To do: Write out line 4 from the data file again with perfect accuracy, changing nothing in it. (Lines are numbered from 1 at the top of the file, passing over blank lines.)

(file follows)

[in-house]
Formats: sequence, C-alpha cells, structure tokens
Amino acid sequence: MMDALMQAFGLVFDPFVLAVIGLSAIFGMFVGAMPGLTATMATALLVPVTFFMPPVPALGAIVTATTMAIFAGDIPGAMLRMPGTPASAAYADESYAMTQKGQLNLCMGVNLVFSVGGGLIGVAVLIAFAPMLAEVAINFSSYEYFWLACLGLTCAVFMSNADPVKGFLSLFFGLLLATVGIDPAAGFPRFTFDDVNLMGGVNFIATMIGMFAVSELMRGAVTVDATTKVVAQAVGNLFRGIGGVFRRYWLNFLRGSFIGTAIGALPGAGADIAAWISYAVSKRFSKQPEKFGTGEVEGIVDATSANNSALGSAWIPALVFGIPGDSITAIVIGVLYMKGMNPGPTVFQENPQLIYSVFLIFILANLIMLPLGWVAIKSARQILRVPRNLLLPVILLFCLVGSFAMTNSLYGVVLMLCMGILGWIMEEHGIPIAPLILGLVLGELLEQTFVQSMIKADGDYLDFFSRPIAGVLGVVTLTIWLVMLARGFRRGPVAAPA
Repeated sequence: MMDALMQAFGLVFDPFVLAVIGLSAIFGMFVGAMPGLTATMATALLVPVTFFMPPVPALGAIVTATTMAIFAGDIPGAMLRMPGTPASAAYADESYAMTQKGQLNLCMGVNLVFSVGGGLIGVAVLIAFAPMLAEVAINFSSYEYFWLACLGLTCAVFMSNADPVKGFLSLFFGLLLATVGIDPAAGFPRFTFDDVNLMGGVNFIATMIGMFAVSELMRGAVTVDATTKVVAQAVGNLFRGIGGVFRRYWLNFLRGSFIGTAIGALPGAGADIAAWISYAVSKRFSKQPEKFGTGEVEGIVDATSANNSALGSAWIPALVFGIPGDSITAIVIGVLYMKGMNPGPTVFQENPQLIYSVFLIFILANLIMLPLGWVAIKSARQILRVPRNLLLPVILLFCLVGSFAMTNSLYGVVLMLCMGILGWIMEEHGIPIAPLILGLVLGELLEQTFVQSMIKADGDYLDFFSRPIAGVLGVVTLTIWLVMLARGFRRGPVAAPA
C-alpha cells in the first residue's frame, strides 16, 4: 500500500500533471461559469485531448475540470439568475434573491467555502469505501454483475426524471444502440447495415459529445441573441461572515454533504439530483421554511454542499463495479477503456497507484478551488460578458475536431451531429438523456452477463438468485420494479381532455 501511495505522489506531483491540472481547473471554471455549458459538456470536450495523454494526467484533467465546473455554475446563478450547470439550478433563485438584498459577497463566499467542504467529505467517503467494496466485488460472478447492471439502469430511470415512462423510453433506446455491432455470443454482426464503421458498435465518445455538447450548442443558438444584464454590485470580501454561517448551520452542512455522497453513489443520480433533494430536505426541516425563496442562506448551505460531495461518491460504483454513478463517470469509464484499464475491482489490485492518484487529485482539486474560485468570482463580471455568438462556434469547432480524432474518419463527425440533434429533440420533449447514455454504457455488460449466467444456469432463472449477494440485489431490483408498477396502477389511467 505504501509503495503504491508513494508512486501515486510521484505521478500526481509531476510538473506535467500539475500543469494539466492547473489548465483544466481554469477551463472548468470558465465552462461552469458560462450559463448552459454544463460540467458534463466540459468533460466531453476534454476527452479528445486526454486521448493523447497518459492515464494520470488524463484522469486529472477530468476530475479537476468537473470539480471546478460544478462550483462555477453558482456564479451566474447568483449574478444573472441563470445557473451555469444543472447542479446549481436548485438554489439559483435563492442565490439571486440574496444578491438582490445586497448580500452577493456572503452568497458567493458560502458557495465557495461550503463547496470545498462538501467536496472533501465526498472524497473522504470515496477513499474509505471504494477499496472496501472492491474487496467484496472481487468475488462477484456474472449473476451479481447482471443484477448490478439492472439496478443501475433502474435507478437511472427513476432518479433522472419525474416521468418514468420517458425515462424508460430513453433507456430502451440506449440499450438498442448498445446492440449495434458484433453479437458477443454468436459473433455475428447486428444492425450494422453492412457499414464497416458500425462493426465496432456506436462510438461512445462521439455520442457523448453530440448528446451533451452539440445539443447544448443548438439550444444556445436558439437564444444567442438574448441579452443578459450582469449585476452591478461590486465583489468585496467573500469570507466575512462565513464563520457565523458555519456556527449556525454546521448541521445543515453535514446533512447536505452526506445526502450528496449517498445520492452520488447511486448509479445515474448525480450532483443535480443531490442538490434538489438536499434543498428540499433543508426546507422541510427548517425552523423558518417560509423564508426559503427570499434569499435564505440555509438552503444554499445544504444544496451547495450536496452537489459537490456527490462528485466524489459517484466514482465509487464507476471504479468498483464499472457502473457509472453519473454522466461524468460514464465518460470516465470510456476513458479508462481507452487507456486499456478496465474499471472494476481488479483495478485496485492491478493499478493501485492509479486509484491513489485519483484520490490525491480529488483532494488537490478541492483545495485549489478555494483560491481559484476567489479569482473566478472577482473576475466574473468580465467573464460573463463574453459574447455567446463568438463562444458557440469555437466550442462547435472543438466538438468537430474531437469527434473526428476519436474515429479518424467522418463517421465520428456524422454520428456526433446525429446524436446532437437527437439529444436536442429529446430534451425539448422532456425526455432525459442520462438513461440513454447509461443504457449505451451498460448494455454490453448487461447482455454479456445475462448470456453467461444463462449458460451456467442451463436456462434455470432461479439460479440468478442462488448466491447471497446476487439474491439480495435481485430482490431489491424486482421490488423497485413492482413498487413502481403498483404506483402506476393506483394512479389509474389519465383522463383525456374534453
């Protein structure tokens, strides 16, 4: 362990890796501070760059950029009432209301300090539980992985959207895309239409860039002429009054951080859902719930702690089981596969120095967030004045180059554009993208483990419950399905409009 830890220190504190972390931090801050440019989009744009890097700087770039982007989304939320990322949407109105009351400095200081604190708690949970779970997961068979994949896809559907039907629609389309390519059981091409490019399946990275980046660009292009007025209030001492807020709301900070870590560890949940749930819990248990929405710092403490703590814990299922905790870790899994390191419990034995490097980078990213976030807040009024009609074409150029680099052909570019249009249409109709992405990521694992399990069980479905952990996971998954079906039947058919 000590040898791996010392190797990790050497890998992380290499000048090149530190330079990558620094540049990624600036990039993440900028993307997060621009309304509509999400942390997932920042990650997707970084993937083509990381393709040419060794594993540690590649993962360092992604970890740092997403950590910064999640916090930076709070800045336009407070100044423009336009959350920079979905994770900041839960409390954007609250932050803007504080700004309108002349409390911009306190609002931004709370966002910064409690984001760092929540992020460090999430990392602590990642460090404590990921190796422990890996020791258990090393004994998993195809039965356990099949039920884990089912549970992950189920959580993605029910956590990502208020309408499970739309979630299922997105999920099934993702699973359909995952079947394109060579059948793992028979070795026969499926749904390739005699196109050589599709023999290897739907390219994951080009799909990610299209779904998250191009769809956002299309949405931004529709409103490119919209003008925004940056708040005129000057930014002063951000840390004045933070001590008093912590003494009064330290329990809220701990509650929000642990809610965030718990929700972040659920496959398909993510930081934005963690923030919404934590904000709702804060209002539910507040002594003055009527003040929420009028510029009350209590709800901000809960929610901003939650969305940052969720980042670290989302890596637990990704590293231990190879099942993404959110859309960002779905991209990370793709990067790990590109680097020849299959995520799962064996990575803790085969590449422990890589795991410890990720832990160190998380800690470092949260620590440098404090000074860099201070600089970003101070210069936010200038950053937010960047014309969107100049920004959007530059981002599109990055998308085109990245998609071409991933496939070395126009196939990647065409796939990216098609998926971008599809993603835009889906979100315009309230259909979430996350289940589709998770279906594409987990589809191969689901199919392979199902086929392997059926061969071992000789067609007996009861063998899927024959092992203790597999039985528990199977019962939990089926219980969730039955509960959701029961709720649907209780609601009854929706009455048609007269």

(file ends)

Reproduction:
Repeated sequence: MMDALMQAFGLVFDPFVLAVIGLSAIFGMFVGAMPGLTATMATALLVPVTFFMPPVPALGAIVTATTMAIFAGDIPGAMLRMPGTPASAAYADESYAMTQKGQLNLCMGVNLVFSVGGGLIGVAVLIAFAPMLAEVAINFSSYEYFWLACLGLTCAVFMSNADPVKGFLSLFFGLLLATVGIDPAAGFPRFTFDDVNLMGGVNFIATMIGMFAVSELMRGAVTVDATTKVVAQAVGNLFRGIGGVFRRYWLNFLRGSFIGTAIGALPGAGADIAAWISYAVSKRFSKQPEKFGTGEVEGIVDATSANNSALGSAWIPALVFGIPGDSITAIVIGVLYMKGMNPGPTVFQENPQLIYSVFLIFILANLIMLPLGWVAIKSARQILRVPRNLLLPVILLFCLVGSFAMTNSLYGVVLMLCMGILGWIMEEHGIPIAPLILGLVLGELLEQTFVQSMIKADGDYLDFFSRPIAGVLGVVTLTIWLVMLARGFRRGPVAAPA